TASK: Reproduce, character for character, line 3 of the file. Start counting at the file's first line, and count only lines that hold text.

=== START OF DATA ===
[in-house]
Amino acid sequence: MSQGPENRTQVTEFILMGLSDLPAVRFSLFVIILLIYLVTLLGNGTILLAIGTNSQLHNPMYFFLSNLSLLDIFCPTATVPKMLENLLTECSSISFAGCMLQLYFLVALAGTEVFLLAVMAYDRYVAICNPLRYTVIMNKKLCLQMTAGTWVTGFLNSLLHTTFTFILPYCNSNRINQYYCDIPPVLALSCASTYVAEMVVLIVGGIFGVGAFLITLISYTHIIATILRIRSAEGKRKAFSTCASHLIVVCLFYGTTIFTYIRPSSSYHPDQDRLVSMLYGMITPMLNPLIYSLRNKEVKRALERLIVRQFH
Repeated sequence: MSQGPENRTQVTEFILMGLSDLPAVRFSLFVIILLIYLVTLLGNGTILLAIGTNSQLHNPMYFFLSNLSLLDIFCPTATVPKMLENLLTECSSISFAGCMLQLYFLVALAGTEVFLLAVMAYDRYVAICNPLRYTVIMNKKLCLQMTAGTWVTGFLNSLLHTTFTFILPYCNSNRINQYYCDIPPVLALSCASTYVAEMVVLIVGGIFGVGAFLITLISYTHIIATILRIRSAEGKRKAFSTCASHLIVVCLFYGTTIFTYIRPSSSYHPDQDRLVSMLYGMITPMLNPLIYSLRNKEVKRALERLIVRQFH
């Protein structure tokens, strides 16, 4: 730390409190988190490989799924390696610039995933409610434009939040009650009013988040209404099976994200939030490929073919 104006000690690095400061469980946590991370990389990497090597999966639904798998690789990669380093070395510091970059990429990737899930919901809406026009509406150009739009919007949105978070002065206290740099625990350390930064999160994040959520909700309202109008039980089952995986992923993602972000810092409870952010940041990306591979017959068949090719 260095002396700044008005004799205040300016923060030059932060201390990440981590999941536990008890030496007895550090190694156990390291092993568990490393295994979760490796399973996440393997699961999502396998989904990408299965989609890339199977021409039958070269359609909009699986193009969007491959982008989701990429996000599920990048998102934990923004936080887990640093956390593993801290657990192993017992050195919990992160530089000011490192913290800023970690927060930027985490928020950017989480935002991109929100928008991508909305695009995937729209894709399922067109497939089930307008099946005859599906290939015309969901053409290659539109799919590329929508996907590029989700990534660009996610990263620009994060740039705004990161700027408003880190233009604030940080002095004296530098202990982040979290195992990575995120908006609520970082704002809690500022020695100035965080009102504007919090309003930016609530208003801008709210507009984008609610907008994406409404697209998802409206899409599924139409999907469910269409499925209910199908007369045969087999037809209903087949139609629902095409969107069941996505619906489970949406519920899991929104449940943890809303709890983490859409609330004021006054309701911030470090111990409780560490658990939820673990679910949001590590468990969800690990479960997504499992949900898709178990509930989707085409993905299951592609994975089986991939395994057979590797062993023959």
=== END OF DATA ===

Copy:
Repeated sequence: MSQGPENRTQVTEFILMGLSDLPAVRFSLFVIILLIYLVTLLGNGTILLAIGTNSQLHNPMYFFLSNLSLLDIFCPTATVPKMLENLLTECSSISFAGCMLQLYFLVALAGTEVFLLAVMAYDRYVAICNPLRYTVIMNKKLCLQMTAGTWVTGFLNSLLHTTFTFILPYCNSNRINQYYCDIPPVLALSCASTYVAEMVVLIVGGIFGVGAFLITLISYTHIIATILRIRSAEGKRKAFSTCASHLIVVCLFYGTTIFTYIRPSSSYHPDQDRLVSMLYGMITPMLNPLIYSLRNKEVKRALERLIVRQFH